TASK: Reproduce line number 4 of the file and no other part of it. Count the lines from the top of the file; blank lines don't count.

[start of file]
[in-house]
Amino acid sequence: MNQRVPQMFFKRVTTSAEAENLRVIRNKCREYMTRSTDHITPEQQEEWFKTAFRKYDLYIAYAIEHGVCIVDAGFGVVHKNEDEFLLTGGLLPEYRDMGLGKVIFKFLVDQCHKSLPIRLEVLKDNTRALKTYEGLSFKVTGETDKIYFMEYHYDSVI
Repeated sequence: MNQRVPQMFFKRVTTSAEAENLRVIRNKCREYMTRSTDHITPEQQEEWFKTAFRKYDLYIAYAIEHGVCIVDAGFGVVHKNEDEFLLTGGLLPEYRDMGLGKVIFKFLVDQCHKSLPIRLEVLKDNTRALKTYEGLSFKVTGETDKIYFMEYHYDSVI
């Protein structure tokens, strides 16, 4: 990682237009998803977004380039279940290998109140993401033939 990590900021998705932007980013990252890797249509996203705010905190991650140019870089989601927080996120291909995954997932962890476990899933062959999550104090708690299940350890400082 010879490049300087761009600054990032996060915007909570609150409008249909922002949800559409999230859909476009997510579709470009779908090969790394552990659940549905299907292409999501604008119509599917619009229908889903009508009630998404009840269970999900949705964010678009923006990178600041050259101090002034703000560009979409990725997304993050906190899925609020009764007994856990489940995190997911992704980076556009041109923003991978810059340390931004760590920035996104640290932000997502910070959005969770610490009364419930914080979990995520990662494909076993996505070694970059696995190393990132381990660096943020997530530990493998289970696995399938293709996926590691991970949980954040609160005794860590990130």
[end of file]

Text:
């Protein structure tokens, strides 16, 4: 990682237009998803977004380039279940290998109140993401033939 990590900021998705932007980013990252890797249509996203705010905190991650140019870089989601927080996120291909995954997932962890476990899933062959999550104090708690299940350890400082 010879490049300087761009600054990032996060915007909570609150409008249909922002949800559409999230859909476009997510579709470009779908090969790394552990659940549905299907292409999501604008119509599917619009229908889903009508009630998404009840269970999900949705964010678009923006990178600041050259101090002034703000560009979409990725997304993050906190899925609020009764007994856990489940995190997911992704980076556009041109923003991978810059340390931004760590920035996104640290932000997502910070959005969770610490009364419930914080979990995520990662494909076993996505070694970059696995190393990132381990660096943020997530530990493998289970696995399938293709996926590691991970949980954040609160005794860590990130």